The research focus of assistant professor of pharmaceutical sciences Dr. Dai Lu, Ph.D., and his team at the Texas A&M Health Science Center Irma Lerma Rangel College of Pharmacy, is on relieving the pain and suffering associated with multiple serious diseases and disorders, such pancreatic cancer, Alzheimer’s disease and traumatic brain injuries, as well as metabolic diseases like diabetes and obesity. Dr. Lu is collaborating with scientists nationwide in his quest to discover new ways to battle illnesses that cripple family and national budgets.
Research conducted at Dr. Lu’s lab is primarily concentrated on the interface of organic/medicinal chemistry and biomedical sciences. Within that broad context, the lab’s objective is the discovery of novel small-molecule drug entities and protein/polymer-based nanomedicine for cancer and protein-misfolding related disorders, such as Alzheimer’s disease, Parkinson’s disease and type II diabetes, etc. Therapeutic targets for research projects include microtubule, protein kinases, cannabinoid receptors, acetylcholinesterase, and certain amyloidal proteins. In chemical matters, natural products and their derivatives, as well as some hits from structure-based drug screening, are employed in the lab to identify novel leads for synthesizing and developing potential therapeutic agents to treat and manage the above diseases. Organic synthesis, drug-screening through bioassays, and nanofabrication are three key components of his lab’s research technologies. Currently, four projects are under investigation in Dr. Lu’s laboratory by a team of researchers including post-doctoral research associates Dr. Hamed Aly-Ismail and Teresa Olszewska.
Prior to his coming to Texas A&M Rangel College of Pharmacy, Dr. Lu was an Instructor of Neurology at Harvard Medical School (2007-2011), and Senior Chemist at the Center for Neurologic Disease, of Brigham and Women’s Hospital & Harvard Medical School (2006-2011).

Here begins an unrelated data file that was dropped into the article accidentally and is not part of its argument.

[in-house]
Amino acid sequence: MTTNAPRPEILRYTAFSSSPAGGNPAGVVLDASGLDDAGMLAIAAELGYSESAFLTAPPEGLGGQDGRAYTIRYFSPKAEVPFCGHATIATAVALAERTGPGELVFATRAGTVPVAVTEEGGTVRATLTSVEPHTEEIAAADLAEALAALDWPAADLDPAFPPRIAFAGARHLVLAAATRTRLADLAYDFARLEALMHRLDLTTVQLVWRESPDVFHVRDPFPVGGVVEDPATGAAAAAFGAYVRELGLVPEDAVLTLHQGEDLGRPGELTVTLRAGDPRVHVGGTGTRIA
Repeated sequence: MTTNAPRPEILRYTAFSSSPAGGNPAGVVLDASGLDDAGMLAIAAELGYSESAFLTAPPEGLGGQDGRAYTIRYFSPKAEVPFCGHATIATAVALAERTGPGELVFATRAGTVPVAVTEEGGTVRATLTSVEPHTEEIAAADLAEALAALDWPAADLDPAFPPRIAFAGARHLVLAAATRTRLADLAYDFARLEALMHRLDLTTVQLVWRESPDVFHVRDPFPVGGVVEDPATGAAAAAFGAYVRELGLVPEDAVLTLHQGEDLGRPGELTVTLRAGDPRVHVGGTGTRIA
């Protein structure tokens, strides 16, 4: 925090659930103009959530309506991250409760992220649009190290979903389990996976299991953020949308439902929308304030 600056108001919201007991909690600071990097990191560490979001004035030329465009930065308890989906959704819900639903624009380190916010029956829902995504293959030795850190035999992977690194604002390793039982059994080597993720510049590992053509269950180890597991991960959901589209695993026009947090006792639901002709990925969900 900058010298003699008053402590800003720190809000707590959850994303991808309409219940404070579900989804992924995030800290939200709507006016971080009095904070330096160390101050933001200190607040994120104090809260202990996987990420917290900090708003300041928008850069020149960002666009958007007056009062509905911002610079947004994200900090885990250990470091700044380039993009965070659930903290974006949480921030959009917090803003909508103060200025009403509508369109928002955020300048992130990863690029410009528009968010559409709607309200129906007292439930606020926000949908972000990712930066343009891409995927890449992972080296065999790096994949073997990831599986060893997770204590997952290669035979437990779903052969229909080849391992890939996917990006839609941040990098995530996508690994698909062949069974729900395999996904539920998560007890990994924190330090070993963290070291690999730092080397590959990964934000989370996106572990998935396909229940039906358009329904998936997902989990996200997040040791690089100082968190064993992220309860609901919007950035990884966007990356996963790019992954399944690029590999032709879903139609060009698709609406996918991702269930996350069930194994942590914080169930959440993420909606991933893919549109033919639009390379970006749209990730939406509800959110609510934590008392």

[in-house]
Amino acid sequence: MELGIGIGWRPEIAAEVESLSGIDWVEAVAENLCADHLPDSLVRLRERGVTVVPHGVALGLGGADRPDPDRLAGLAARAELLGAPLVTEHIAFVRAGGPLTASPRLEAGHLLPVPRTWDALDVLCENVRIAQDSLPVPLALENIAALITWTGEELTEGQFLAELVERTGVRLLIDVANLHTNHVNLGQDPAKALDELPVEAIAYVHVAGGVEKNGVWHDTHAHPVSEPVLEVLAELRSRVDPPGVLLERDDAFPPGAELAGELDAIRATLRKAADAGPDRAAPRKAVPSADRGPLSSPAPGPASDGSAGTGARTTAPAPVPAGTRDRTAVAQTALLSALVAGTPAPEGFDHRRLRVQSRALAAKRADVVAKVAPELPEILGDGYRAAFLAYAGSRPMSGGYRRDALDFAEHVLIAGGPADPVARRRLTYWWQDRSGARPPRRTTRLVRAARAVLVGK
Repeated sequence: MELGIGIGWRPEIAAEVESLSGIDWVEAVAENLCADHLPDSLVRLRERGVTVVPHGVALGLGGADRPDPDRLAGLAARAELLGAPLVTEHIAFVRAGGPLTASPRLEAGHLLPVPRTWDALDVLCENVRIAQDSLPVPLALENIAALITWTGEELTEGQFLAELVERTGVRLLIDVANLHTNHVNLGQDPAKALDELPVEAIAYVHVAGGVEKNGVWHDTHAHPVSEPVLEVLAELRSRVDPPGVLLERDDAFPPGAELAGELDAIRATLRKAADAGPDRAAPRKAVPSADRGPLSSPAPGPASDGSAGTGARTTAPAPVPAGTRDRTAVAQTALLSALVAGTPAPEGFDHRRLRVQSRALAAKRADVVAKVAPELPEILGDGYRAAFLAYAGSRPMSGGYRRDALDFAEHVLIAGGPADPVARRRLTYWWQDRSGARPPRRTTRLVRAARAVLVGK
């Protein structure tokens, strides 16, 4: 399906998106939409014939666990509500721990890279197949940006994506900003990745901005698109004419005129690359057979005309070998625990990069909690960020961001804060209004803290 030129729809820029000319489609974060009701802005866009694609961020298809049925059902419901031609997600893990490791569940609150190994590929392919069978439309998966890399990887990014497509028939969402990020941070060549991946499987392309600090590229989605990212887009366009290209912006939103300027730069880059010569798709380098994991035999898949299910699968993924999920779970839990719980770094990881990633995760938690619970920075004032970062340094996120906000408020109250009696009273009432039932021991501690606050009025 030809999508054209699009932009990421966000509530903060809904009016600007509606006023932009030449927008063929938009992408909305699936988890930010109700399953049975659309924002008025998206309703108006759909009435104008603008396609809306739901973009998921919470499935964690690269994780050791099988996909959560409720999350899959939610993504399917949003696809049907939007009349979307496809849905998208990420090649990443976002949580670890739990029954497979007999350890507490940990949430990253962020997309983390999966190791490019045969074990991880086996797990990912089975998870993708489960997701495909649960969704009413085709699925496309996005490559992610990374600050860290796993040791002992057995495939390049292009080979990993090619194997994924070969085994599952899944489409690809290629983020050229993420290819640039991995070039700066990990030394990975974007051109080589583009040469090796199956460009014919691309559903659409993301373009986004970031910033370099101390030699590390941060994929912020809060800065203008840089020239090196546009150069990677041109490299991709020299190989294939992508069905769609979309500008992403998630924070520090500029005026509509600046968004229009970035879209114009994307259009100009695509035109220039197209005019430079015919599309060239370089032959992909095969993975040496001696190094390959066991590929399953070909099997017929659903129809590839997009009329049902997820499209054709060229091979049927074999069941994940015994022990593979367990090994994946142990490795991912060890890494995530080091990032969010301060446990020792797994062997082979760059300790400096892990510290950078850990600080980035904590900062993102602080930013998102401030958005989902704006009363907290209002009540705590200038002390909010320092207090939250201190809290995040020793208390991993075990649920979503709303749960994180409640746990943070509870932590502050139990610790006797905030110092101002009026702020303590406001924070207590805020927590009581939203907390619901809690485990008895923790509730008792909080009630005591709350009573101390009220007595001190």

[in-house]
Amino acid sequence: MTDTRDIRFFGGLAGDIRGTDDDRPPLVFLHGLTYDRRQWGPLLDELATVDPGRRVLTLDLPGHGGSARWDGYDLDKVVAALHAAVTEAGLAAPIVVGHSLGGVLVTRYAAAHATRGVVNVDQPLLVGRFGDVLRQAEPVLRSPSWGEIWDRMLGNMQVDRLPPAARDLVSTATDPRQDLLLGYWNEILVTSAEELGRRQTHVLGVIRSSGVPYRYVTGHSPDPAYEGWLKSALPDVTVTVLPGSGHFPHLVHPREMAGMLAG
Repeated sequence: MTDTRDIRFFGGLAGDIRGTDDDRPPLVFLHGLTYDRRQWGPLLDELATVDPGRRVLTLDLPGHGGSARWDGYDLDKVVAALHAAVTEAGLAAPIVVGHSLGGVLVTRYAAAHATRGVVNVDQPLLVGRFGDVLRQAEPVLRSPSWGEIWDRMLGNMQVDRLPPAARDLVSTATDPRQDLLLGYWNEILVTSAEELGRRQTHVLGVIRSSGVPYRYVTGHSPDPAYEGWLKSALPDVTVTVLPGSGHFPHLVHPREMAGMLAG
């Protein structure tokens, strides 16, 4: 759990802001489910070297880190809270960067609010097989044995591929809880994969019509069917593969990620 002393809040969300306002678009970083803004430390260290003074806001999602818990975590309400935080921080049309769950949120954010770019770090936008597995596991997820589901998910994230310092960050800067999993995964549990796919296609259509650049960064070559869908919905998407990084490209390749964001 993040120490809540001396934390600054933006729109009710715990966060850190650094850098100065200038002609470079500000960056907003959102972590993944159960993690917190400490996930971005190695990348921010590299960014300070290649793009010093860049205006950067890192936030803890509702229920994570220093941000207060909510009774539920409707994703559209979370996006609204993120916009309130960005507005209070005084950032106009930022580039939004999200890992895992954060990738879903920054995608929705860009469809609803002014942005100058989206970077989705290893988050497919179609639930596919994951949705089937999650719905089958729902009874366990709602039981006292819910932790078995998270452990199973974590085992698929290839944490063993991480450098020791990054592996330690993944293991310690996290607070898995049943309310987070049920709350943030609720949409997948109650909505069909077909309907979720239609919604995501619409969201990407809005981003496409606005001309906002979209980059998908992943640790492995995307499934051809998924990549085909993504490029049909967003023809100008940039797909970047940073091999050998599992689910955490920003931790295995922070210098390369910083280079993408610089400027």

A TAMHSC Vital Record release by Cheri Shipman notes that Dr. Lu’s father died of pancreatic cancer in 2003, and that the hopeless and helpless feeling he experienced at his father’s bedside influenced his commitment to search for an effective cure for pancreatic cancer, which is one of the deadliest types of cancer.
Disabling pain together with malnutrition and jaundice are the most common symptoms in patients with pancreatic cancer, so pain management is one of the most important and difficult aspects of palliative care for inoperable pancreatic cancer. Approximately 90 percent of patients ultimately develop severe or intractable pain that quickly leads to deterioration of the quality of life and performance status of pancreatic cancer patients, most of whom at present are diagnosed at a late stage because symptoms of the disease do not appear until it is well-advanced, with the the tumor having grown to significant size. By that point, a cure is not feasible because the cancer will have already spread beyond the pancreas to other organs. According to the American Cancer Society, one-fifth of Americans diagnosed with pancreatic cancer survive for a full year, and 94 percent die within five years. Most pancreatic cancers are exocrine tumors. Pancreatic neuroendocrine tumors, or islet cell tumors, are less common but can often have a better prognosis.